Like most people who go to Hawaii for the first time, I had decided before the end of our vacation that I could live there. (“There” was Kailua-Kona on the Big Island.) But moving anywhere wasn’t feasible at the time because my husband had a business to run, although he and Mark, his partner, started a bicycle rental business on the main street, so we had an excuse to visit a couple of times a year. I still love the area, although of the thousands of people who fall in love with Hawaii, many, of them did move there—and today Kona is as crowded and congested as Del Mar, California. Belize is a little like the Hawaiian islands in that nearly everybody speaks English, the climate is great (no real extremes of temperature or climate), and everything costs more than it did back home. But it takes a certain kind of person to pick up your roots and leave your friends—and sometimes your family—behind and move to Belize.
Although statistics are hard to come by, I keep hearing more and more stories about how dangerous Belize has gotten, mainly because of the drug trade. So you have to be the kind of person (young) who believes the statistics don’t apply to you, or that you’ve taken safety precautions. In any urban area, keeping your yard enclosed and keeping two big dogs inside it is an excellent safety precaution. One of the few people I know who moved there (and has lived there for several years now) is in San Pedro, Ambergris Caye, and she has done both: enclosed her yard and keeps two big dogs, who spend most of their time outside. In smaller towns, where fencing your property is impractical or too costly, keep dogs anyway. They’re very territorial, and they bark. Does the average petty thief know for sure they’ll bite? No. Does he want to find out? No.
Petty theft happens everywhere in Belize, not just in the cities. The neighbor of a friend of mine who lives in Big Falls, in Toledo Distract (a lot of Maya families live there) had a bicycle stolen off her porch one night.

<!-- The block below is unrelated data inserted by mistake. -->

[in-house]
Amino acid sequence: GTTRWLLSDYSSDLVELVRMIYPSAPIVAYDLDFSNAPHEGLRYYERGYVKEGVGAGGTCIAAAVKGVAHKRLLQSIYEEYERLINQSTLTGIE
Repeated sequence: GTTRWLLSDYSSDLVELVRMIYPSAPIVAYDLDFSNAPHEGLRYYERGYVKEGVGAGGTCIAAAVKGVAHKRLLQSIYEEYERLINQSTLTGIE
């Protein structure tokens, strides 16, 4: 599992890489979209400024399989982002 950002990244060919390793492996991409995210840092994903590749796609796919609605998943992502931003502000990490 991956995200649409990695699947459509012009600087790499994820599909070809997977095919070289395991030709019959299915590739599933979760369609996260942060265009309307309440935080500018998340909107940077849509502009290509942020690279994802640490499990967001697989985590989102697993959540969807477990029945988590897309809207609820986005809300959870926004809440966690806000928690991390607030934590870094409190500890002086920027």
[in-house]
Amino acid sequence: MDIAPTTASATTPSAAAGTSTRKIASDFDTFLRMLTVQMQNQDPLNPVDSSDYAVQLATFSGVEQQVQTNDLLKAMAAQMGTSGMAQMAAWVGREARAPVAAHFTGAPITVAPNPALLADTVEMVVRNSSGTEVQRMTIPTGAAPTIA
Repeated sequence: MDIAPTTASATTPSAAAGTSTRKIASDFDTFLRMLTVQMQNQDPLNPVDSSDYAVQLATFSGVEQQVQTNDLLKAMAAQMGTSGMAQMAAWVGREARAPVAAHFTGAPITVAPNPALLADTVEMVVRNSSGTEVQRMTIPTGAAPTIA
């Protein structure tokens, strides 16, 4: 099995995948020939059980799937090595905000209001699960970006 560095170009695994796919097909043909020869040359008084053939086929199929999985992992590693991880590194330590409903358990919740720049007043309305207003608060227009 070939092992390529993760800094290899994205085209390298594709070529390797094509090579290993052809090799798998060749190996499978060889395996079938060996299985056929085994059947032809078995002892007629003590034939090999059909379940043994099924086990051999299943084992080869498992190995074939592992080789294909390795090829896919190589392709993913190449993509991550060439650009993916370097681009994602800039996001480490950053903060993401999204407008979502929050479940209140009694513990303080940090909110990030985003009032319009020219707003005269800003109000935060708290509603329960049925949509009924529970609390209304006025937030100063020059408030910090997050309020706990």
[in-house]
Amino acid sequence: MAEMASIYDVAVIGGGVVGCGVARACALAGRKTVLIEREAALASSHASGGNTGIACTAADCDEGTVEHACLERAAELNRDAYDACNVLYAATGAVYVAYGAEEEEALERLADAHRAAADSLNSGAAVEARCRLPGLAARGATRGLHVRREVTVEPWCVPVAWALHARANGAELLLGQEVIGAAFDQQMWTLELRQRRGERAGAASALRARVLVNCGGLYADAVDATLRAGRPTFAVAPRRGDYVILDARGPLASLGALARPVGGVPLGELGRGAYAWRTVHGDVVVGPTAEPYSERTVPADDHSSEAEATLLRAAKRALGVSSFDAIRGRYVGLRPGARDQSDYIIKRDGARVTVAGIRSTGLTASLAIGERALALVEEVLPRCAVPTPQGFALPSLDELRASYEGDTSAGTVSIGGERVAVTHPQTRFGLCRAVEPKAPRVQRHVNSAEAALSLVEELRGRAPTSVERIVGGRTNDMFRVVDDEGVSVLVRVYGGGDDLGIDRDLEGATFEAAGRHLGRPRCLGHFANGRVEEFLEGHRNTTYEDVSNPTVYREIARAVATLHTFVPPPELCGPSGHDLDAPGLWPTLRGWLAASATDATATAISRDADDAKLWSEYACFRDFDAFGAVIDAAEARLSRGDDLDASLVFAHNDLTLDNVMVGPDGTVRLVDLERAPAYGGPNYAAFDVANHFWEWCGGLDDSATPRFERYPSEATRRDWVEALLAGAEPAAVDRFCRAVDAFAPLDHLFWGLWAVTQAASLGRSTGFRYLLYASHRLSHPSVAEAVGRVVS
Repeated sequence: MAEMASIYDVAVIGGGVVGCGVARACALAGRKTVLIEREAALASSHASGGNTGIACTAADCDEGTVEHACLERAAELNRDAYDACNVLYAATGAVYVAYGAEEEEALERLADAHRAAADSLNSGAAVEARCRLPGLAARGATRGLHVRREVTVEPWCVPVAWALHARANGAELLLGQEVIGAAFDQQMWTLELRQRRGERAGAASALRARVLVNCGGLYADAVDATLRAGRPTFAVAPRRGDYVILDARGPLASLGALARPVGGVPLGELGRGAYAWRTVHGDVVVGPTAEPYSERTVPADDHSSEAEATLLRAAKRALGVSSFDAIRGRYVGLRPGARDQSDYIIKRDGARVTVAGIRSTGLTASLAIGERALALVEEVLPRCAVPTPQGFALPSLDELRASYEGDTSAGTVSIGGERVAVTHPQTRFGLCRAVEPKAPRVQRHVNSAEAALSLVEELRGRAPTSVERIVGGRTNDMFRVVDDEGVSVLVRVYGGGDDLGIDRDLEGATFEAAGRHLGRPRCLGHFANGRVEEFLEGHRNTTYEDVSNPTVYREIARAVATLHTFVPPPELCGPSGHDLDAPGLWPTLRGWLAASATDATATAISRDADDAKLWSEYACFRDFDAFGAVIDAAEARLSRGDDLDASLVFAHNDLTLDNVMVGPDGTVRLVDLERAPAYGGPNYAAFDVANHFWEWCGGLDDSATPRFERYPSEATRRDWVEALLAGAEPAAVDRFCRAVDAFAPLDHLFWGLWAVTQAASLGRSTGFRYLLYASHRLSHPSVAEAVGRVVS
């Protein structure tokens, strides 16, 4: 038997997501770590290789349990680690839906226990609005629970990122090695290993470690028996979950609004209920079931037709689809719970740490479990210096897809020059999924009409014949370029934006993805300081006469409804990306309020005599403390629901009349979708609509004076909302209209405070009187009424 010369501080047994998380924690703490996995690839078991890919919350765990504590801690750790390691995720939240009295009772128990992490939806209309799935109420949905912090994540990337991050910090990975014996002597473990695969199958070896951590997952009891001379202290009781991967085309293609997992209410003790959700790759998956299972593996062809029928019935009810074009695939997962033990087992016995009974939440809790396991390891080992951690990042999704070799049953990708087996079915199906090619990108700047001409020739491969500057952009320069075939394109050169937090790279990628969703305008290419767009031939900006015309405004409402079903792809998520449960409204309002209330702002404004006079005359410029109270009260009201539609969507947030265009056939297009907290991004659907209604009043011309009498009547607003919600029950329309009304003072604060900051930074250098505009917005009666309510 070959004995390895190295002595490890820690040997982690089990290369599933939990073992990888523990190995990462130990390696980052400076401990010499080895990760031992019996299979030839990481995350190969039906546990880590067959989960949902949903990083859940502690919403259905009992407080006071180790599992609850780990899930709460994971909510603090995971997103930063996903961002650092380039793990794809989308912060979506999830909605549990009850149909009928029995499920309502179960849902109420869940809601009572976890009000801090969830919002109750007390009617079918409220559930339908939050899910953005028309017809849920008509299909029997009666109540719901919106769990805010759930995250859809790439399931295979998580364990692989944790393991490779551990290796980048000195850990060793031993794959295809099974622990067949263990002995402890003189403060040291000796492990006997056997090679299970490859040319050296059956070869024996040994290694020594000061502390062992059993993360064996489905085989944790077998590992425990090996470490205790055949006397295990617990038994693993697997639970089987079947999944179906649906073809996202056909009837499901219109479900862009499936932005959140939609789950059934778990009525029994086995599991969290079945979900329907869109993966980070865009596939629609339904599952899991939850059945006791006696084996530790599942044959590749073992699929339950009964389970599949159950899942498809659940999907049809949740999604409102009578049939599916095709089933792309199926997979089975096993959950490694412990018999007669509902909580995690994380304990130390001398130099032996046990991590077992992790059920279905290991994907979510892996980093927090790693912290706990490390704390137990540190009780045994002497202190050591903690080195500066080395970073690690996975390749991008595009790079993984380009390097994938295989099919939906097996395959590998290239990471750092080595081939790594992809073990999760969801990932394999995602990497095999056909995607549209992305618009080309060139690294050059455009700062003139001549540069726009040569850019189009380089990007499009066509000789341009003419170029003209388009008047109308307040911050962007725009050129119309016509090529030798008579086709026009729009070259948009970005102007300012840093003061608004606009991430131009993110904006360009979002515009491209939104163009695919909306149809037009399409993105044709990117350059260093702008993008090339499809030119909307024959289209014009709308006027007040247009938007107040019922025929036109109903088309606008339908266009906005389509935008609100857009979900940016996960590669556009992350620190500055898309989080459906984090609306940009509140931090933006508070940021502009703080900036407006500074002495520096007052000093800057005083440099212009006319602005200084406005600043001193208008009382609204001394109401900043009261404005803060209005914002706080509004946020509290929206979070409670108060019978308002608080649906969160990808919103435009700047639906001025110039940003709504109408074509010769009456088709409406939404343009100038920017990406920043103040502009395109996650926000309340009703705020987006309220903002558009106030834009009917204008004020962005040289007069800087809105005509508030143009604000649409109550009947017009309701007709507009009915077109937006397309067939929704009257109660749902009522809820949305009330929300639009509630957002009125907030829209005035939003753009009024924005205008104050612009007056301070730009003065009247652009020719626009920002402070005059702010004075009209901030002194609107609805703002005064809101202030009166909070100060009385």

Get accustomed to paying more for everything except local produce, meat, and fish. In Hawaii, everything costs more (especially supermarket food) because it has to be flown in from the mainland. It’s the same in Belize. Whenever my friends find out I’m planning a trip, they all have requests. “Oh, can you bring me some . . .” Since I like to travel light (carry-on only), this can sometimes be a problem. I always manage to stow the items someplace, but I end up with a very heavy carry-on! Items that are always in demand because they’re very expensive in Belize include batters. Other items—especially over-the-counter medications that are readily available in the States—are not available at all in Belize. If you live there, you’ll be asking your American friends to bring something with them the next time they want to visit. (The only time I’ve refused is when a friend wanted cuttings from my rosebushes. I told him he can come visit and take his own cuttings back—and I’ll visit him in jail. But I am not going to prison for rose cuttings!)
By living in populated areas like Belize City or Belmopan you can usually buy those necessities of life that you deem essential to your life, but if you choose to live in a rural area, particularly in a village that’s predominately Maya—especially one with no electricity—you have to know a little about a lot of things. You should know about electricity (you’ll want a generator), plumbing (unless you like going out at night, in the rain, to a wooden latrine), and especially carpentry. You can, of course, hire local people to build and decorate your house—but that will make it more expensive.
If you think you’re serious about moving to Belize, decide on an area and explore it. Spend some time there hanging around with the locals. Ask about things like furniture stores and grocery stores and how much it will cost you to build your own house vs. how much locals will charge you. Find out how much the property will cost. In other words, do your homework. It will save you a lot of heartache.